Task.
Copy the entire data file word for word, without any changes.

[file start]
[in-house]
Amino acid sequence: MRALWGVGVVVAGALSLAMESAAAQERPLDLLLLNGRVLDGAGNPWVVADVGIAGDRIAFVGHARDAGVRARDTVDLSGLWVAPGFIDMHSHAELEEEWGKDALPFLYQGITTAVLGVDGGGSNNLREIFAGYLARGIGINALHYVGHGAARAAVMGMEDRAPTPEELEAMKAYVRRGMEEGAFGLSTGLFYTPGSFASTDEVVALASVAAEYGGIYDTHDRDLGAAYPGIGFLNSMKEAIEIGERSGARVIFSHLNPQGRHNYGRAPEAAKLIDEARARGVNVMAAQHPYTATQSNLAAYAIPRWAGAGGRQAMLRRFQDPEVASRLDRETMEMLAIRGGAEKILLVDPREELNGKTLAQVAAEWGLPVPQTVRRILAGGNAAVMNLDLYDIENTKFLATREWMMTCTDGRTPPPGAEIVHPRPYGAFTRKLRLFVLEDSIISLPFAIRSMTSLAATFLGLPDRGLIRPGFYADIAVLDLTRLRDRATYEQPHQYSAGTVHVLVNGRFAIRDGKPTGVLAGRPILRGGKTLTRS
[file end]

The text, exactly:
[in-house]
Amino acid sequence: MRALWGVGVVVAGALSLAMESAAAQERPLDLLLLNGRVLDGAGNPWVVADVGIAGDRIAFVGHARDAGVRARDTVDLSGLWVAPGFIDMHSHAELEEEWGKDALPFLYQGITTAVLGVDGGGSNNLREIFAGYLARGIGINALHYVGHGAARAAVMGMEDRAPTPEELEAMKAYVRRGMEEGAFGLSTGLFYTPGSFASTDEVVALASVAAEYGGIYDTHDRDLGAAYPGIGFLNSMKEAIEIGERSGARVIFSHLNPQGRHNYGRAPEAAKLIDEARARGVNVMAAQHPYTATQSNLAAYAIPRWAGAGGRQAMLRRFQDPEVASRLDRETMEMLAIRGGAEKILLVDPREELNGKTLAQVAAEWGLPVPQTVRRILAGGNAAVMNLDLYDIENTKFLATREWMMTCTDGRTPPPGAEIVHPRPYGAFTRKLRLFVLEDSIISLPFAIRSMTSLAATFLGLPDRGLIRPGFYADIAVLDLTRLRDRATYEQPHQYSAGTVHVLVNGRFAIRDGKPTGVLAGRPILRGGKTLTRS